San Antonio City Council unanimously voted Aug. 18 to allocate $17.5 million in federally funded grants to help support local nonprofits and social services; older adults; and youth disproportionately impacted by the COVID-19 pandemic.

City officials said the money, which comes from the city’s $326.9 million total allocation of American Rescue Plan Act funds, will enable nonprofit and social service partners to build long-term resiliency and continue critical efforts to support residents recovering from the pandemic.

“These grants will help our local nonprofits provide services to the residents who need it most, while also building upon our mission of making San Antonio a more resilient community,” City Manager Erik Walsh said in a statement.

The council’s vote provides a spending framework of the ARPA funds, including $2.5 million for social services and economic security for residents.

Another $5 million will be invested to support initiatives for older adults that will address increased social isolation, decreased food and resource insecurity, city officials said.

Lastly, $10 million is focused on youth support services to increase youth involvement, education and career opportunities, and access to school enrichment services, city officials said.

The latter funds, city officials said, will be used to aid the most vulnerable youth, including those who are at risk of gang involvement, disconnected from existing education and career support programs, and homeless youth.

“COVID-19 impacted our world like nothing in our lifetime. Our lives at home, at work and in our communities were disrupted. All of this had adverse effects on service providers,” the city's Human Services Director Melody Woosley said.

Beginning Sept. 2, eligible nonprofit, faith-based and public entity organizations and funded agencies that have been operational a minimum of two years may answer a competitive request for proposals for the grant monies. The same applicants must also prove that they and/or their clients have been disproportionately affected by the pandemic, city officials said.

Representatives for three local nonprofits said the funds are desperately needed to help support their organizations and respective missions.

Emma Faye Rudkin, founder and executive director of Aid the Silent, addressed the council. Aid the Silent connects hard-of-hearing and deaf children and teenagers with resources and tools that help to enhance their lives.

Rudkin said some public health requirements during the height of the pandemic inadvertently hurt deaf people, making it more challenging for them to understand people who wore facial coverings.

Rudkin said her organization was challenged by pandemic-spurred closures but strived to find other ways to serve their clients.

“It is irreversible what happened to deaf kids during the pandemic,” Rudkin said.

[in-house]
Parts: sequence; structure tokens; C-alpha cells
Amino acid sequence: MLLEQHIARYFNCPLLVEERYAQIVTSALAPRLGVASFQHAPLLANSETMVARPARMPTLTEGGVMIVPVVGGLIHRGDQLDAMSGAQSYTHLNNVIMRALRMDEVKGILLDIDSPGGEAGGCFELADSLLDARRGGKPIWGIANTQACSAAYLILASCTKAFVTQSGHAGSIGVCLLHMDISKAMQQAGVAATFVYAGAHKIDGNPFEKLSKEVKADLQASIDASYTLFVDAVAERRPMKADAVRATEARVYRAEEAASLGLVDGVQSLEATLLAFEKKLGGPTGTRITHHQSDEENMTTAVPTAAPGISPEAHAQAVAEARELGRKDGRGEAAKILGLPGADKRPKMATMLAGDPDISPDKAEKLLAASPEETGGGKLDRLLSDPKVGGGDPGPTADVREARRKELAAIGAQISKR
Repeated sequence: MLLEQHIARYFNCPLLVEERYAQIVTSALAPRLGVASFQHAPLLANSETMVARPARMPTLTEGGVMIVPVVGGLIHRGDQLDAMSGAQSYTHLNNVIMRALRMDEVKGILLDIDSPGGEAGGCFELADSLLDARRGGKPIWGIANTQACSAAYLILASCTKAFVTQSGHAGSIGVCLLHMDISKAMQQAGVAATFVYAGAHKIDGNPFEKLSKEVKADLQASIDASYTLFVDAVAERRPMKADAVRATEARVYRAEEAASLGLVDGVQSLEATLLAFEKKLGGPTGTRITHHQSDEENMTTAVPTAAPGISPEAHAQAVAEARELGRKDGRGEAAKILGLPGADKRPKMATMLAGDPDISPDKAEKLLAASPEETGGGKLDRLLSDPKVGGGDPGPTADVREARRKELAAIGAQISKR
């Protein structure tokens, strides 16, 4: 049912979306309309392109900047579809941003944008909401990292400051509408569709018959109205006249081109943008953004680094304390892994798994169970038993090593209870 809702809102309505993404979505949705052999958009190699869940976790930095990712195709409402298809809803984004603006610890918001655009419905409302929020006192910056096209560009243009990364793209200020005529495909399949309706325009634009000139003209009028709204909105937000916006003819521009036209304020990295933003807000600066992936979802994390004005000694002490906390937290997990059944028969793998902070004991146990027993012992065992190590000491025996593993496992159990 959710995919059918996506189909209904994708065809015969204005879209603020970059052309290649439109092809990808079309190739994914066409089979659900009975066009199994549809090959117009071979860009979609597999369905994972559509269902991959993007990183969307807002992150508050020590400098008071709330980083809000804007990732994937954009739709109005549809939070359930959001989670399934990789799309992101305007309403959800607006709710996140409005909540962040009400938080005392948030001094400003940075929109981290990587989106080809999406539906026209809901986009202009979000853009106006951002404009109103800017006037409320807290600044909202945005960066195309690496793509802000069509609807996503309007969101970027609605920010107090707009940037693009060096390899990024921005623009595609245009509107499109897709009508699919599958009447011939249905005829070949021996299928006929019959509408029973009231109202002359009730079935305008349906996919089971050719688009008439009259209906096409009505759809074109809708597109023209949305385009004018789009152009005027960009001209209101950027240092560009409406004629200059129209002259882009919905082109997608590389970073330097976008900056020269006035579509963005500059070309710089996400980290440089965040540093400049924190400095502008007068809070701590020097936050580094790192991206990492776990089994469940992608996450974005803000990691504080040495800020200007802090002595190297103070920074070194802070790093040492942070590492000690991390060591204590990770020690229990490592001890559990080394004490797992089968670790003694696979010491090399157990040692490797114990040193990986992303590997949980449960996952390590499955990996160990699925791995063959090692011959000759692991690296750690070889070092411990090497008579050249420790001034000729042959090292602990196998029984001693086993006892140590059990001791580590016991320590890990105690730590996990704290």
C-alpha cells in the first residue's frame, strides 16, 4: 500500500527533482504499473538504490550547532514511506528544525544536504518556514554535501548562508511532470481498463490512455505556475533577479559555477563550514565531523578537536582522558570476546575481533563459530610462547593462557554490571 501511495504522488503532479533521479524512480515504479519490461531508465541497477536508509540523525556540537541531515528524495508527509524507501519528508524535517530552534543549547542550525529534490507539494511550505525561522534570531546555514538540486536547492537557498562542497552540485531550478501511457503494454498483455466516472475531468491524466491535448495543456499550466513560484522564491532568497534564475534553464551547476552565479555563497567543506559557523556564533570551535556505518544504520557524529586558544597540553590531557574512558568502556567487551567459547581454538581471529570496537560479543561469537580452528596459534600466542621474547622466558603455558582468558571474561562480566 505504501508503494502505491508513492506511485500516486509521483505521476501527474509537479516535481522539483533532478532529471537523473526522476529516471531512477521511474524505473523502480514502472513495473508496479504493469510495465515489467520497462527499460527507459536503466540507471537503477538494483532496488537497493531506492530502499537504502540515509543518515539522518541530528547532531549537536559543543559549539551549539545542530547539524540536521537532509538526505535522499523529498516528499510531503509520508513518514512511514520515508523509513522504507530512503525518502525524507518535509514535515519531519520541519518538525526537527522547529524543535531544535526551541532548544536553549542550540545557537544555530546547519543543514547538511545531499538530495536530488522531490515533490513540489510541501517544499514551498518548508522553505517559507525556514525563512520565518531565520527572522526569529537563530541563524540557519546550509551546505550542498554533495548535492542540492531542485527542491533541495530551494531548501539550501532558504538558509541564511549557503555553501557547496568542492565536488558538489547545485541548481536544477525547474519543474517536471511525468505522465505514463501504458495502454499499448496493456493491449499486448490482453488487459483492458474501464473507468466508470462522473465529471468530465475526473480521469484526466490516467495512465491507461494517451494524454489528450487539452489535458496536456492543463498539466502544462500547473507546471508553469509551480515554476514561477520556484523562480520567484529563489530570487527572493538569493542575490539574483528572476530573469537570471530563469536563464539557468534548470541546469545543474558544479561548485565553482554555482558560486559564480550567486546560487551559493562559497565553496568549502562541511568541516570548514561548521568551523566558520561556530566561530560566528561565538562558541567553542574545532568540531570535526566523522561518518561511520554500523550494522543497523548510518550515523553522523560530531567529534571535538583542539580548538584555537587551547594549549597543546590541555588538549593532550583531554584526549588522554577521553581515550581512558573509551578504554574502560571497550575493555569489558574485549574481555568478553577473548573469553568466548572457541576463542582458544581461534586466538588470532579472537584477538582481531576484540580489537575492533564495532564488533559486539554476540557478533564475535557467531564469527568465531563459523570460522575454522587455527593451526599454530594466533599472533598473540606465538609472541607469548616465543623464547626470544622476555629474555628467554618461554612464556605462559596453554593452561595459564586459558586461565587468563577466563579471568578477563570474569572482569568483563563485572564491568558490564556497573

Steven Silver, grant writer for Children's Rehabilitation Institute Teleton USA, said CRIT offers comprehensive rehabilitation services for children with neurological, muscular and skeletal disabilities. Silver also said CRIT has focused on serving underinsured and uninsured families during the pandemic.

“We need help with mandated and underfunded costs,” Silver said, adding that such costs for CRIT are estimated at more than $3 million yearly.

Luke Blankenship, development/communications director for Pride Center San Antonio, listed a number of statistics that skewed negatively when it comes to local LGBTQ community members and their efforts to improve their quality of life.

“The Pride Center is here to combat these statistics,” Blankenship said.

Many council members voiced appreciation for the mere availability of such federal funds to help the city support local nonprofits and delegate agencies, especially those charged with aiding the most vulnerable communities during the pandemic.

“This money is a blessing, and it comes at a time when it matters the most,” District 8 Council Member Manny Pelaez said, adding that the council will have to manage public expectations about organizations applying for and landing a grant.

“Not everybody will get this grant,” Pelaez said.

District 10 Council Member Clayton Perry said he wished city staff would make available more federal COVID-19 relief money for local small businesses.

“We did move some funding to small businesses, but, in my opinion, not enough,” Perry said, adding that the city must clarify its processes for measuring how well grant recipients spend their funds.

According to city officials, the request for proposal will close Oct. 3. Proposals will be reviewed and scored by key city staffers, including officials from the city’s human services department and the Metropolitan Health District as well as city board, commission and community members between Oct. 4-20.

The council is expected to approve recommended grant recipients in November. Local officials said grant awards will be provided in a minimum amount of $100,000.